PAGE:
Movie recommends

I've always had a soft spot for "Dark Star". No sex, little action, lousy scenery, unattractive actors, cheaply made, great little movie.

Most of the set is kitchen gear - ice cube tray control panels, popcorn popper dome space helmets, a painted beach ball alien - but it blows Star Wars away IMHO. And the scenes stay with you. What you used to get in the days when people knew that the writer usually, the cinematographer sometimes, the director seldom, was the key to the movie.

"Teach the bomb phenomenology." "You are all false data." "In the beginning was darkness, and the darkness was without form and void. In addition to the darkness, there was also me."

Otherwise, more odd movies out: McCabe and Mrs Miller. Absence of Malice. Local Hero. Mad Dog and Glory. The Grifters. Days of Heaven. Close to Eden. Fool For Love. The Pope of Greenwich Village. Aguirre, The Wrath of God.

Another category: the movie that should have been great, but was botched. Not that the product was bad, exactly (it might be really good), just that the viewer is constantly aware of a transcendence that could be on that screen and isn't. Eureka. Jurassic Park. Groundhog Day. The Titanic.
 
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Most of my favorites have already been mentioned, especially by the thread-starter. (Sorry, forgot your name and too lazy to check). Boondock Saints is probably my all-time favorite.

Sin City is a nice one that I didn't see anyone mention. I like vigilante movies - they make me feel warm inside.
 
Probably been said

One Flew Over The Cuckoos Nest
Donnie Darko (does anyone truly understand it?)
The Lucky Number Slevin
Se7en
Pulp Fiction
The Notebook (yeah i'm a sap)
Moulin Rouge
Pathology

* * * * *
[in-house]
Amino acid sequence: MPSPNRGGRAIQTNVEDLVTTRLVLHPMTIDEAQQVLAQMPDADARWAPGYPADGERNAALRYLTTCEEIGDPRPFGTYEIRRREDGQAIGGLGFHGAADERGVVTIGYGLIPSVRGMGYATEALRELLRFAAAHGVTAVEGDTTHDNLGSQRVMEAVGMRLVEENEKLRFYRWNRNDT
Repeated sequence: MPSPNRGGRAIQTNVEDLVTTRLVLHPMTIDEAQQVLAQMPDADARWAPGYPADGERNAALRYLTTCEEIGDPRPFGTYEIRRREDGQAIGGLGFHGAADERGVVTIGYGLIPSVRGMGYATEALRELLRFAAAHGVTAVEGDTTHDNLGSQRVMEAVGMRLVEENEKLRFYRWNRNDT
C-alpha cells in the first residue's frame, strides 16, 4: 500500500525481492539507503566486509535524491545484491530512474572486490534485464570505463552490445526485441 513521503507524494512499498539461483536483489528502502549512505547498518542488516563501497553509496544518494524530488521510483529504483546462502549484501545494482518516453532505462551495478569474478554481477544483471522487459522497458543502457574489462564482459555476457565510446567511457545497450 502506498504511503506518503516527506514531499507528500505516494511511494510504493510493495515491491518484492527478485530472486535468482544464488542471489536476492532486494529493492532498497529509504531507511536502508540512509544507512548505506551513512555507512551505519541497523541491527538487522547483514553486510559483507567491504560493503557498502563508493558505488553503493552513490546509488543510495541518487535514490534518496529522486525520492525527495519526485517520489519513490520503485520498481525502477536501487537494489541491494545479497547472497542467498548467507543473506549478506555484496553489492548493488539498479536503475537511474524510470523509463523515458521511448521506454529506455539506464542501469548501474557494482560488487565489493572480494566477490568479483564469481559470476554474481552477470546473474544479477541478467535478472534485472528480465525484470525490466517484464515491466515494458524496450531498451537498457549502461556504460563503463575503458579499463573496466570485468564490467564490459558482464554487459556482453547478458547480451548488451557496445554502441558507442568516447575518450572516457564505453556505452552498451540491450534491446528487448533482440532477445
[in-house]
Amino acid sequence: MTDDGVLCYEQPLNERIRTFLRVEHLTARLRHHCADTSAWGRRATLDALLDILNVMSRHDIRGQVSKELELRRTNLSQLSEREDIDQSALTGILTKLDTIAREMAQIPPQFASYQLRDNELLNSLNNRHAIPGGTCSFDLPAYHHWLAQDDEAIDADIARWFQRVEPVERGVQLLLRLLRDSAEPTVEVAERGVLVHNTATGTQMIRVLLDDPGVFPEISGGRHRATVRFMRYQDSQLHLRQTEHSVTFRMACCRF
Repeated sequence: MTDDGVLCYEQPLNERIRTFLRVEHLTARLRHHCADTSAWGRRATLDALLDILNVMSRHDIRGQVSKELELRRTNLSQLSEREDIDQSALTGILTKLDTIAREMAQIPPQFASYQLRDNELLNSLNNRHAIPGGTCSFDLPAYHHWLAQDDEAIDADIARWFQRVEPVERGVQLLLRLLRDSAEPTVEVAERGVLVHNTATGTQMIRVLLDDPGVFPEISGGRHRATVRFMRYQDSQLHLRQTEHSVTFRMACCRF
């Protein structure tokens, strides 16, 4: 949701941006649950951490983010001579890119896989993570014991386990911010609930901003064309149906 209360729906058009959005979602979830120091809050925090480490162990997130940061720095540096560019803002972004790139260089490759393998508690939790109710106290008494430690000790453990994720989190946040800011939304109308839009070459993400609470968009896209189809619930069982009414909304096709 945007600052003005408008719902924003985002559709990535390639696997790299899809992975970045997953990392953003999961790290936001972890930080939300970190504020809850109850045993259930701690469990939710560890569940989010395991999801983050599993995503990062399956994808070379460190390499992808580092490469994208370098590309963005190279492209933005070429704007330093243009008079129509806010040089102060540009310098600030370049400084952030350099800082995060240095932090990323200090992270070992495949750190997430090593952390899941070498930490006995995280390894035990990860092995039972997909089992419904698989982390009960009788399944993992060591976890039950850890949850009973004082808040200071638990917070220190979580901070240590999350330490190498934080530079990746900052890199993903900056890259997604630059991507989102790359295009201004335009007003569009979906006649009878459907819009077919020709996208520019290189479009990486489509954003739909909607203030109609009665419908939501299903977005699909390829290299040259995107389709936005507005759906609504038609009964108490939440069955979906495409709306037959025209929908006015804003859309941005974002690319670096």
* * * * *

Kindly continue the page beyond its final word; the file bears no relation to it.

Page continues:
It's a Wonderful Life
American Psycho
To Kill a Mockingbird
Ghost
American Beauty
The Matrix
Sin City
The Butterfly Effect
Fight Club
Requiem for a Dream
Edward Scissorhands
Monsters Inc. (^.^ yeah it's animation but it's so sweet)
 
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Probably been said

One Flew Over The Cuckoos Nest
Donnie Darko (does anyone truly understand it?)
The Lucky Number Slevin
Se7en
Pulp Fiction
The Notebook (yeah i'm a sap)
Moulin Rouge
Pathology
It's a Wonderful Life
American Psycho
To Kill a Mockingbird
Ghost
American Beauty
The Matrix
Sin City
The Butterfly Effect
Fight Club
Requiem for a Dream
Edward Scissorhands
Monsters Inc. (^.^ yeah it's animation but it's so sweet)

i suggest everyone watches that, its brilliant, and i cry every tme,

i took my son to watch

Ink Master the other night and we loved it, it was funny and brilliant
 
Willow

Excalibur

Fantasia

Final Fantasy: The Spirits Within

Pinocchio

Metropolis

Dumbo

Snow White and the Seven Dwarfs

Harvey

Judgment at Nuremberg

Inherit the Wind

Bonnie and Clyde

Rain Man

A Bug's Life

Clash Of The Titans

Kramer vs. Kramer

Stand by Me

Hud

Gran Prix

Ride the High Country

It Happened One Night

The Life and Death of Colonel Blimp

Strangers on a Train

City Lights

Mutiny on the Bounty

Sergeant York

No Direction Home: Bob Dylan

Patton

Papillon

Finding Neverland

The Invisible Man

The Exterminating Angel

Akira Kurosawa's Dreams

The Discreet Charm of the Bourgeoisie
 
When You Comin' Back, Red Ryder?